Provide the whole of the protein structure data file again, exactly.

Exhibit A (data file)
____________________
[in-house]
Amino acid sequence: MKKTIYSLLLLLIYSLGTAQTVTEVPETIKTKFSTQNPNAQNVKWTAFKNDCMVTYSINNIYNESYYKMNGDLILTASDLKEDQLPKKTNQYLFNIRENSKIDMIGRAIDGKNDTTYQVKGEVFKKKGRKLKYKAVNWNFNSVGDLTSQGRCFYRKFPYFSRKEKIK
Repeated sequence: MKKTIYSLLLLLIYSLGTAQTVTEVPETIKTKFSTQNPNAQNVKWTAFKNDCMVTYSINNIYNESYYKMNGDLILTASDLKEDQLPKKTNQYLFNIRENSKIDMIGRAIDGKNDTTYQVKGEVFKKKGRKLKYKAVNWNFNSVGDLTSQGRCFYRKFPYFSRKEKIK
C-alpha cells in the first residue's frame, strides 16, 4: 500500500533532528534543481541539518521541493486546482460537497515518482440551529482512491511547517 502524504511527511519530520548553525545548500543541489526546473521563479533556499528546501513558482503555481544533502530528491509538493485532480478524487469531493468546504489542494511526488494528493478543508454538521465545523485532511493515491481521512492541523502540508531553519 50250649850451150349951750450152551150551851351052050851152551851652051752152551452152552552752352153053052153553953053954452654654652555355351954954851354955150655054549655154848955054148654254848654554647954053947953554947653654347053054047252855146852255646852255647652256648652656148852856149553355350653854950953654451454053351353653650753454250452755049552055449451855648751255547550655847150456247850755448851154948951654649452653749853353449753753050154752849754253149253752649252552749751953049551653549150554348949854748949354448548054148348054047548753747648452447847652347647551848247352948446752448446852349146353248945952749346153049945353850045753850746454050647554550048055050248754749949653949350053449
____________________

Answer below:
[in-house]
Amino acid sequence: MKKTIYSLLLLLIYSLGTAQTVTEVPETIKTKFSTQNPNAQNVKWTAFKNDCMVTYSINNIYNESYYKMNGDLILTASDLKEDQLPKKTNQYLFNIRENSKIDMIGRAIDGKNDTTYQVKGEVFKKKGRKLKYKAVNWNFNSVGDLTSQGRCFYRKFPYFSRKEKIK
Repeated sequence: MKKTIYSLLLLLIYSLGTAQTVTEVPETIKTKFSTQNPNAQNVKWTAFKNDCMVTYSINNIYNESYYKMNGDLILTASDLKEDQLPKKTNQYLFNIRENSKIDMIGRAIDGKNDTTYQVKGEVFKKKGRKLKYKAVNWNFNSVGDLTSQGRCFYRKFPYFSRKEKIK
C-alpha cells in the first residue's frame, strides 16, 4: 500500500533532528534543481541539518521541493486546482460537497515518482440551529482512491511547517 502524504511527511519530520548553525545548500543541489526546473521563479533556499528546501513558482503555481544533502530528491509538493485532480478524487469531493468546504489542494511526488494528493478543508454538521465545523485532511493515491481521512492541523502540508531553519 50250649850451150349951750450152551150551851351052050851152551851652051752152551452152552552752352153053052153553953053954452654654652555355351954954851354955150655054549655154848955054148654254848654554647954053947953554947653654347053054047252855146852255646852255647652256648652656148852856149553355350653854950953654451454053351353653650753454250452755049552055449451855648751255547550655847150456247850755448851154948951654649452653749853353449753753050154752849754253149253752649252552749751953049551653549150554348949854748949354448548054148348054047548753747648452447847652347647551848247352948446752448446852349146353248945952749346153049945353850045753850746454050647554550048055050248754749949653949350053449